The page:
5. We urge the Secretary of State to stop using inflammatory and derogatory language to describe children, parents and teachers, encouraging mistrust between people who should be working together to ensure a consistently good education for our young. We are heartily sick of the belittling of the efforts of our children in your assumption that it is too easy to pass GCSE and A Level examinations. In no other walk of life is increasing success seen as an indication of falling standards. We stand and applaud our Olympians as they break new records. We welcome new discoveries from our scientists. Stop undermining the successes of our young. Any parent who has supported their child through this incredibly stressful period, then feel their pride turn to dismay as you and others accuse them of having profited from falling standards, will know how hurtful you have been.
6. We challenge your refusal to accept that childhood is as much a place for happiness and curiosity, as it is for developing the important building blocks for reading and numeracy, and we suggest that your relentless focus on the teaching of facts and the constant high stakes testing they are subjected to, is potentially damaging to the health and future well being of our children. To add to this demands for children to work ever longer hours at school is to deny the reality of what happens in some of the best systems in the world, in countries such as Finland.
7. Finally we ask that our children are no longer used as political footballs to promote the careers of politicians keen to make their mark. It is not just their future at stake, but that of our nation and indeed our species. We need to have a sensible and open debate about the role of education in our society, which is free from party politics.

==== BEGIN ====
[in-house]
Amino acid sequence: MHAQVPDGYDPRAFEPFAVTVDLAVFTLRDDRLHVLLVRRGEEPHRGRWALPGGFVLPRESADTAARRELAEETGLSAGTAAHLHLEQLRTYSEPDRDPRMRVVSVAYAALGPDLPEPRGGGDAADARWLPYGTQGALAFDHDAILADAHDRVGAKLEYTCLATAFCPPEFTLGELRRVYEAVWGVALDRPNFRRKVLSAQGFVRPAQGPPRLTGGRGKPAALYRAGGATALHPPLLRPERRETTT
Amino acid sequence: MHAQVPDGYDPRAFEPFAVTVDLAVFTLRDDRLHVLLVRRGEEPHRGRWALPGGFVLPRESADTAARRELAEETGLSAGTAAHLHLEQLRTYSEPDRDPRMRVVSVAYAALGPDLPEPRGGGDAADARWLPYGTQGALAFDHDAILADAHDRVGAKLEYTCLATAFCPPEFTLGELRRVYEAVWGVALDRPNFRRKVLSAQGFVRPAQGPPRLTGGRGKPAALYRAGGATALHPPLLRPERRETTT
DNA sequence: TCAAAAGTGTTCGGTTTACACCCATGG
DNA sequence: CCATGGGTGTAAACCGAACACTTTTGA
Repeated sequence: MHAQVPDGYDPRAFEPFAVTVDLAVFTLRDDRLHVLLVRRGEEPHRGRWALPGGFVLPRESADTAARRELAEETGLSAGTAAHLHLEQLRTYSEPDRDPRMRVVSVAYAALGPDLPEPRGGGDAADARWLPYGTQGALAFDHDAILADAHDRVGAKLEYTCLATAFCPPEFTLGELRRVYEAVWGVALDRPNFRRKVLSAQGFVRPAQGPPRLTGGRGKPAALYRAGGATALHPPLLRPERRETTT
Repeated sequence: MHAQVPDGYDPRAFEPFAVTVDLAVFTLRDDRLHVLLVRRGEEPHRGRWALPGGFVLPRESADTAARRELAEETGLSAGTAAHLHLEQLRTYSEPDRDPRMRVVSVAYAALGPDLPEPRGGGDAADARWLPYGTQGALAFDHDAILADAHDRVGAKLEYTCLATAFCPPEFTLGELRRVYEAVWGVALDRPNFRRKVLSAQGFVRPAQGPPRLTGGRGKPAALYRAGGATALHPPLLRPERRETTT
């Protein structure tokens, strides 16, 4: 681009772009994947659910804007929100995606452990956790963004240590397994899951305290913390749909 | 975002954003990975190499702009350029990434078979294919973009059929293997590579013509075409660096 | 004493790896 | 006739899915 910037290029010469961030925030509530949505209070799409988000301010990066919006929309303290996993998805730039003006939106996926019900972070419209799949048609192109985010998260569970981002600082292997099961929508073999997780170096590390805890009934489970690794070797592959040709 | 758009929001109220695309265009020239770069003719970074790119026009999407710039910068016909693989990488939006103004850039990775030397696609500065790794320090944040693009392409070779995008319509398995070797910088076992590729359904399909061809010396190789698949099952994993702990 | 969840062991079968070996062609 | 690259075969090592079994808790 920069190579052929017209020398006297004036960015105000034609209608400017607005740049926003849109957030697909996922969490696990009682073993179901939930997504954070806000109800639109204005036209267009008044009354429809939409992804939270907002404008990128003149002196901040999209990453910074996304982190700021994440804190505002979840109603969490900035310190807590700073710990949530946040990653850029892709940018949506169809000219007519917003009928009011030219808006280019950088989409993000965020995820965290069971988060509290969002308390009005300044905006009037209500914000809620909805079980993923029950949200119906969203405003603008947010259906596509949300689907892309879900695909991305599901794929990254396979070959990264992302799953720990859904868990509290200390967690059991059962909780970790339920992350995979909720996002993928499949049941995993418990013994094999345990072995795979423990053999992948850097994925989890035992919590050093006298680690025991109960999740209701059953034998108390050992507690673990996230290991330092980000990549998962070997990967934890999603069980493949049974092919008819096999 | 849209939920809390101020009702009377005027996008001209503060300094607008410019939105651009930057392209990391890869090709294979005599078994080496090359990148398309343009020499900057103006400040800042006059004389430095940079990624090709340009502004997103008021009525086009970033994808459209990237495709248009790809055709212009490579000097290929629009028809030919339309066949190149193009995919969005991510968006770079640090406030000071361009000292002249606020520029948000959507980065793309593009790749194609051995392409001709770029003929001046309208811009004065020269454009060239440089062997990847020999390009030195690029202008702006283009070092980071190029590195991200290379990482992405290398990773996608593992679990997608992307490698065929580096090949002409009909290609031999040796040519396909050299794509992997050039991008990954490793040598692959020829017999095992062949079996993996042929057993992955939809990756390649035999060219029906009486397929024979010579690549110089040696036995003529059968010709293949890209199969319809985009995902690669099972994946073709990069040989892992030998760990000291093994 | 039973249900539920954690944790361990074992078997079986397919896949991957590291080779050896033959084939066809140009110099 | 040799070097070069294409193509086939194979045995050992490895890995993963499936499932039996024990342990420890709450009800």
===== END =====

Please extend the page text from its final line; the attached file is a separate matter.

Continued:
Yours very sincerely,
Debra Kidd, Mother of 3 boys, and the signatories of the attached petition.
You might find the following useful as background:
I have been a teacher for 20 years – almost as long as I have been a parent. My three boys, born seven years apart are in each sector – Primary, Secondary and Higher Education and the youngest two stand to lose most as a result of your proposals. The eldest would not have secured his place at Oxford University if your changes to the AS levels had been implemented. If I were not a teacher, I imagine that I would listen to you and agree with what you say. The need for rigour, standards and knowledge are indisputable rights for our children. But the assertion that in some way we are currently failing them is misleading. On April 10th I wrote a letter, expressing the dismay I felt as a teacher at the belittling and inflammatory language that you use to describe my profession. In the Daily Mail, you referred to us as being part of a sinister blob – ‘enemies of promise’. The response from teachers to my rebuttal of this was unprecedented. Heads of Independent schools joined forces with Heads from across the state sector and International sector to condemn your behaviour. You can read the original letter here:-
The letter was presented to members of the Education Select Committee in the House of Commons on Monday and received a positive response, as myself and other concerned professionals discussed with MPs the future of education. That morning, the teachers petition was head line news in The Independent. You can read it here:-
As a result of that article, I appeared on Channel 4 news to discuss with Nick Gibb, Former Minister for Schools, our professional concerns about government educational policy. You can see it here:-